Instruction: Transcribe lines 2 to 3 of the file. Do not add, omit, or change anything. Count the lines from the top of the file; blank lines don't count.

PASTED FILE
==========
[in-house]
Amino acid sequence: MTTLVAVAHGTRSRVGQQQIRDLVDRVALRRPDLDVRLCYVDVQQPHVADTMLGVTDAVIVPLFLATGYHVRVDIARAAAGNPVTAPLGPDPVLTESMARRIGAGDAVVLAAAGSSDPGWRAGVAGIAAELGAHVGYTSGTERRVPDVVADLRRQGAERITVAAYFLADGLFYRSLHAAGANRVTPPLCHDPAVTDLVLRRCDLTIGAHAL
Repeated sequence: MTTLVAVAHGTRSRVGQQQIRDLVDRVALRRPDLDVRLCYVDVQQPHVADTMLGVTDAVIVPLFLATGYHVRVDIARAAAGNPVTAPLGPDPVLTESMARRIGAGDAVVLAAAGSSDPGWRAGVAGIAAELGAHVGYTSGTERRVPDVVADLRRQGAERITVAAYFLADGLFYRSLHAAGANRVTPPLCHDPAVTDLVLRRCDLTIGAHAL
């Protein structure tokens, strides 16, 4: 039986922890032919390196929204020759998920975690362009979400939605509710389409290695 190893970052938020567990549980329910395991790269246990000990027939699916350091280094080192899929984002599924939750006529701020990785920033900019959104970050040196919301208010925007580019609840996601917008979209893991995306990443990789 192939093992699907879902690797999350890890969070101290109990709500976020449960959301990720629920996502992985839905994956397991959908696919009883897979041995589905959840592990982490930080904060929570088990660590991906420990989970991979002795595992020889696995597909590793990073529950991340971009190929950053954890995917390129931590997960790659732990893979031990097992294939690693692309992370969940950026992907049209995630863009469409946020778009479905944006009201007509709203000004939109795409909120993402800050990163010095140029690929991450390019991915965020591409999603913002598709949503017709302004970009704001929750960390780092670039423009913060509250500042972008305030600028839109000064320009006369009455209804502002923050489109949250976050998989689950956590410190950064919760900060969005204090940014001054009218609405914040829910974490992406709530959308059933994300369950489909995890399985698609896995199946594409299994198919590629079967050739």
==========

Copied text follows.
Amino acid sequence: MTTLVAVAHGTRSRVGQQQIRDLVDRVALRRPDLDVRLCYVDVQQPHVADTMLGVTDAVIVPLFLATGYHVRVDIARAAAGNPVTAPLGPDPVLTESMARRIGAGDAVVLAAAGSSDPGWRAGVAGIAAELGAHVGYTSGTERRVPDVVADLRRQGAERITVAAYFLADGLFYRSLHAAGANRVTPPLCHDPAVTDLVLRRCDLTIGAHAL
Repeated sequence: MTTLVAVAHGTRSRVGQQQIRDLVDRVALRRPDLDVRLCYVDVQQPHVADTMLGVTDAVIVPLFLATGYHVRVDIARAAAGNPVTAPLGPDPVLTESMARRIGAGDAVVLAAAGSSDPGWRAGVAGIAAELGAHVGYTSGTERRVPDVVADLRRQGAERITVAAYFLADGLFYRSLHAAGANRVTPPLCHDPAVTDLVLRRCDLTIGAHAL